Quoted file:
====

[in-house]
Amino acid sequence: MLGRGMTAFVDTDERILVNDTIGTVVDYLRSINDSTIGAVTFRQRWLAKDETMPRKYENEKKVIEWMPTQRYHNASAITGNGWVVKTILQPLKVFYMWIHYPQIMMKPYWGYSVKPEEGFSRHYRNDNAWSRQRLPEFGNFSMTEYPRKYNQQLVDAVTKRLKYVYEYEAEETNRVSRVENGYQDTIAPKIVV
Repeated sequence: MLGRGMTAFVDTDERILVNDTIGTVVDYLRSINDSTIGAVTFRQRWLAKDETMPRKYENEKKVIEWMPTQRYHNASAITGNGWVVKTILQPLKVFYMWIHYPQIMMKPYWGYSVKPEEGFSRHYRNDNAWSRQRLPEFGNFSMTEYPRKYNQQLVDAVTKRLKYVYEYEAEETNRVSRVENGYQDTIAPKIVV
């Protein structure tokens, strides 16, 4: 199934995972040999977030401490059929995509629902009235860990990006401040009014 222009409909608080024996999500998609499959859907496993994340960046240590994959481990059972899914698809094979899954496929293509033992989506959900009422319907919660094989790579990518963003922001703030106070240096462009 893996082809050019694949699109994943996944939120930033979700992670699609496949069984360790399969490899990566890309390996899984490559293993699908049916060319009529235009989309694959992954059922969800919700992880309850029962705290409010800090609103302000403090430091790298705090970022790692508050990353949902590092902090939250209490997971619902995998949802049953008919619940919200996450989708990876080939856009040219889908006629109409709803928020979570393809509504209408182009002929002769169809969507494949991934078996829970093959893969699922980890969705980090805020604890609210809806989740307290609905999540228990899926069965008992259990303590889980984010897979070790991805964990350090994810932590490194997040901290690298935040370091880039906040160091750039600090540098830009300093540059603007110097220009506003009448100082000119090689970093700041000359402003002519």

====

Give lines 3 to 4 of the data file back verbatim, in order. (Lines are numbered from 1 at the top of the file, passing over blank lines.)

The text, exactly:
Repeated sequence: MLGRGMTAFVDTDERILVNDTIGTVVDYLRSINDSTIGAVTFRQRWLAKDETMPRKYENEKKVIEWMPTQRYHNASAITGNGWVVKTILQPLKVFYMWIHYPQIMMKPYWGYSVKPEEGFSRHYRNDNAWSRQRLPEFGNFSMTEYPRKYNQQLVDAVTKRLKYVYEYEAEETNRVSRVENGYQDTIAPKIVV
């Protein structure tokens, strides 16, 4: 199934995972040999977030401490059929995509629902009235860990990006401040009014 222009409909608080024996999500998609499959859907496993994340960046240590994959481990059972899914698809094979899954496929293509033992989506959900009422319907919660094989790579990518963003922001703030106070240096462009 893996082809050019694949699109994943996944939120930033979700992670699609496949069984360790399969490899990566890309390996899984490559293993699908049916060319009529235009989309694959992954059922969800919700992880309850029962705290409010800090609103302000403090430091790298705090970022790692508050990353949902590092902090939250209490997971619902995998949802049953008919619940919200996450989708990876080939856009040219889908006629109409709803928020979570393809509504209408182009002929002769169809969507494949991934078996829970093959893969699922980890969705980090805020604890609210809806989740307290609905999540228990899926069965008992259990303590889980984010897979070790991805964990350090994810932590490194997040901290690298935040370091880039906040160091750039600090540098830009300093540059603007110097220009506003009448100082000119090689970093700041000359402003002519």